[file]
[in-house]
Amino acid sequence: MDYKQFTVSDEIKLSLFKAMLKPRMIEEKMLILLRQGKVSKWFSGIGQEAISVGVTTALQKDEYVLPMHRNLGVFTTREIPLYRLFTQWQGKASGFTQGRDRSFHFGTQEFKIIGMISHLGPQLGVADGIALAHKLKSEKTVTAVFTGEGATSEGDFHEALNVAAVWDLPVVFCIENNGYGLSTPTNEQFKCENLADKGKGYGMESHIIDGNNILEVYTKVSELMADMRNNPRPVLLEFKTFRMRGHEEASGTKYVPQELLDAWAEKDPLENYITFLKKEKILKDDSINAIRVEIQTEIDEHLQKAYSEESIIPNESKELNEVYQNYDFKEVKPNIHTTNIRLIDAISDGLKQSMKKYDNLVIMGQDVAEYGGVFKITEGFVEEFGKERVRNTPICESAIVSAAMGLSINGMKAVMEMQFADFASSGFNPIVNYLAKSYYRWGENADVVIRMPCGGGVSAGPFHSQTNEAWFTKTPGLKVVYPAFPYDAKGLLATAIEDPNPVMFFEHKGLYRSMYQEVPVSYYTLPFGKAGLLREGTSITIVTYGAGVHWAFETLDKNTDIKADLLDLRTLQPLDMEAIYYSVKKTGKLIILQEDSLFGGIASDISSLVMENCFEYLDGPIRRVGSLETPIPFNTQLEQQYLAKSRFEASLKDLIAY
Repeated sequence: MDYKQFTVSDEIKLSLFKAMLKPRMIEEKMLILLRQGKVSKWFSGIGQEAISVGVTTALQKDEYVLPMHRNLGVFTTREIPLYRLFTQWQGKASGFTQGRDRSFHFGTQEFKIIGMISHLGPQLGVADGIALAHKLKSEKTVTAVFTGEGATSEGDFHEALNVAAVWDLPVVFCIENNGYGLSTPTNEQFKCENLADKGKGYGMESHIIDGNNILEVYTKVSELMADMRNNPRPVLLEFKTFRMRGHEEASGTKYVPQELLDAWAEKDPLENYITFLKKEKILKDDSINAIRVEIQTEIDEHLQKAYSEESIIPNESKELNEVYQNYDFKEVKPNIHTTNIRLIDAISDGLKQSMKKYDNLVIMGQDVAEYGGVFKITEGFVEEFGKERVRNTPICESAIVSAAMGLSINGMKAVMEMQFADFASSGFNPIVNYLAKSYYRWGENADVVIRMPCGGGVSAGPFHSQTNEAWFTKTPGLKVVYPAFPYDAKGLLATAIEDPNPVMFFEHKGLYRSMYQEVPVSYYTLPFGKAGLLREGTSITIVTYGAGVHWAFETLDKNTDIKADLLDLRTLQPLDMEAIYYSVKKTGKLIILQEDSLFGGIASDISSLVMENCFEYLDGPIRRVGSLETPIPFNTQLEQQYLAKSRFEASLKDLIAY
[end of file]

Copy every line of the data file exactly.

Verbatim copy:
[in-house]
Amino acid sequence: MDYKQFTVSDEIKLSLFKAMLKPRMIEEKMLILLRQGKVSKWFSGIGQEAISVGVTTALQKDEYVLPMHRNLGVFTTREIPLYRLFTQWQGKASGFTQGRDRSFHFGTQEFKIIGMISHLGPQLGVADGIALAHKLKSEKTVTAVFTGEGATSEGDFHEALNVAAVWDLPVVFCIENNGYGLSTPTNEQFKCENLADKGKGYGMESHIIDGNNILEVYTKVSELMADMRNNPRPVLLEFKTFRMRGHEEASGTKYVPQELLDAWAEKDPLENYITFLKKEKILKDDSINAIRVEIQTEIDEHLQKAYSEESIIPNESKELNEVYQNYDFKEVKPNIHTTNIRLIDAISDGLKQSMKKYDNLVIMGQDVAEYGGVFKITEGFVEEFGKERVRNTPICESAIVSAAMGLSINGMKAVMEMQFADFASSGFNPIVNYLAKSYYRWGENADVVIRMPCGGGVSAGPFHSQTNEAWFTKTPGLKVVYPAFPYDAKGLLATAIEDPNPVMFFEHKGLYRSMYQEVPVSYYTLPFGKAGLLREGTSITIVTYGAGVHWAFETLDKNTDIKADLLDLRTLQPLDMEAIYYSVKKTGKLIILQEDSLFGGIASDISSLVMENCFEYLDGPIRRVGSLETPIPFNTQLEQQYLAKSRFEASLKDLIAY
Repeated sequence: MDYKQFTVSDEIKLSLFKAMLKPRMIEEKMLILLRQGKVSKWFSGIGQEAISVGVTTALQKDEYVLPMHRNLGVFTTREIPLYRLFTQWQGKASGFTQGRDRSFHFGTQEFKIIGMISHLGPQLGVADGIALAHKLKSEKTVTAVFTGEGATSEGDFHEALNVAAVWDLPVVFCIENNGYGLSTPTNEQFKCENLADKGKGYGMESHIIDGNNILEVYTKVSELMADMRNNPRPVLLEFKTFRMRGHEEASGTKYVPQELLDAWAEKDPLENYITFLKKEKILKDDSINAIRVEIQTEIDEHLQKAYSEESIIPNESKELNEVYQNYDFKEVKPNIHTTNIRLIDAISDGLKQSMKKYDNLVIMGQDVAEYGGVFKITEGFVEEFGKERVRNTPICESAIVSAAMGLSINGMKAVMEMQFADFASSGFNPIVNYLAKSYYRWGENADVVIRMPCGGGVSAGPFHSQTNEAWFTKTPGLKVVYPAFPYDAKGLLATAIEDPNPVMFFEHKGLYRSMYQEVPVSYYTLPFGKAGLLREGTSITIVTYGAGVHWAFETLDKNTDIKADLLDLRTLQPLDMEAIYYSVKKTGKLIILQEDSLFGGIASDISSLVMENCFEYLDGPIRRVGSLETPIPFNTQLEQQYLAKSRFEASLKDLIAY